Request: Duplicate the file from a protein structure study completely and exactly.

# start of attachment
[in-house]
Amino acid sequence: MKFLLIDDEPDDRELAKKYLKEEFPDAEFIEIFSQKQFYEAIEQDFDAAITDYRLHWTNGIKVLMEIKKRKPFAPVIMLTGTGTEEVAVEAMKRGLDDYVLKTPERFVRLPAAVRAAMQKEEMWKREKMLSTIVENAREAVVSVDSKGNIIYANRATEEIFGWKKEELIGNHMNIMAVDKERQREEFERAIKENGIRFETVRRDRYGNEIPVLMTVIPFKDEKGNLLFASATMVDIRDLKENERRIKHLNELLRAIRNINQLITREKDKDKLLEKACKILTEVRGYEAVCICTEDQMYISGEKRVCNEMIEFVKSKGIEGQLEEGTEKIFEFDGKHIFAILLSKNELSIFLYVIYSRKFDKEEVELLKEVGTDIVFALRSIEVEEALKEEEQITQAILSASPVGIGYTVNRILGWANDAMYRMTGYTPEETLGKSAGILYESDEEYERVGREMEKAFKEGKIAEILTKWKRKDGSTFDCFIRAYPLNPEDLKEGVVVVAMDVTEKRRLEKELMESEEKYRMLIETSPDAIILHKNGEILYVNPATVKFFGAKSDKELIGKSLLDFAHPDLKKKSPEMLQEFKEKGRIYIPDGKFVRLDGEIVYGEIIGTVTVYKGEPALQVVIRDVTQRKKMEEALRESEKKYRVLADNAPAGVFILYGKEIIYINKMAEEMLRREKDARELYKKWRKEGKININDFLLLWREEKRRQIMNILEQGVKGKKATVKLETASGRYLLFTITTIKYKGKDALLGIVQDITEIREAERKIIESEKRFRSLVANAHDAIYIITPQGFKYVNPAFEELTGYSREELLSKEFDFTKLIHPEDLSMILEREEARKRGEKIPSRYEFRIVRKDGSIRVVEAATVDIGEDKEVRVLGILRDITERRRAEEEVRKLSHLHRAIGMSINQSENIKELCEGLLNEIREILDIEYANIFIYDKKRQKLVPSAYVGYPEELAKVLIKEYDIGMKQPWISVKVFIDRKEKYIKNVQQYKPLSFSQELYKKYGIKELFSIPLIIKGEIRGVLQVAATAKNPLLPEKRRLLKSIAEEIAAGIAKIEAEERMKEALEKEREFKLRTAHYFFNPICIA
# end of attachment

[in-house]
Amino acid sequence: MKFLLIDDEPDDRELAKKYLKEEFPDAEFIEIFSQKQFYEAIEQDFDAAITDYRLHWTNGIKVLMEIKKRKPFAPVIMLTGTGTEEVAVEAMKRGLDDYVLKTPERFVRLPAAVRAAMQKEEMWKREKMLSTIVENAREAVVSVDSKGNIIYANRATEEIFGWKKEELIGNHMNIMAVDKERQREEFERAIKENGIRFETVRRDRYGNEIPVLMTVIPFKDEKGNLLFASATMVDIRDLKENERRIKHLNELLRAIRNINQLITREKDKDKLLEKACKILTEVRGYEAVCICTEDQMYISGEKRVCNEMIEFVKSKGIEGQLEEGTEKIFEFDGKHIFAILLSKNELSIFLYVIYSRKFDKEEVELLKEVGTDIVFALRSIEVEEALKEEEQITQAILSASPVGIGYTVNRILGWANDAMYRMTGYTPEETLGKSAGILYESDEEYERVGREMEKAFKEGKIAEILTKWKRKDGSTFDCFIRAYPLNPEDLKEGVVVVAMDVTEKRRLEKELMESEEKYRMLIETSPDAIILHKNGEILYVNPATVKFFGAKSDKELIGKSLLDFAHPDLKKKSPEMLQEFKEKGRIYIPDGKFVRLDGEIVYGEIIGTVTVYKGEPALQVVIRDVTQRKKMEEALRESEKKYRVLADNAPAGVFILYGKEIIYINKMAEEMLRREKDARELYKKWRKEGKININDFLLLWREEKRRQIMNILEQGVKGKKATVKLETASGRYLLFTITTIKYKGKDALLGIVQDITEIREAERKIIESEKRFRSLVANAHDAIYIITPQGFKYVNPAFEELTGYSREELLSKEFDFTKLIHPEDLSMILEREEARKRGEKIPSRYEFRIVRKDGSIRVVEAATVDIGEDKEVRVLGILRDITERRRAEEEVRKLSHLHRAIGMSINQSENIKELCEGLLNEIREILDIEYANIFIYDKKRQKLVPSAYVGYPEELAKVLIKEYDIGMKQPWISVKVFIDRKEKYIKNVQQYKPLSFSQELYKKYGIKELFSIPLIIKGEIRGVLQVAATAKNPLLPEKRRLLKSIAEEIAAGIAKIEAEERMKEALEKEREFKLRTAHYFFNPICIA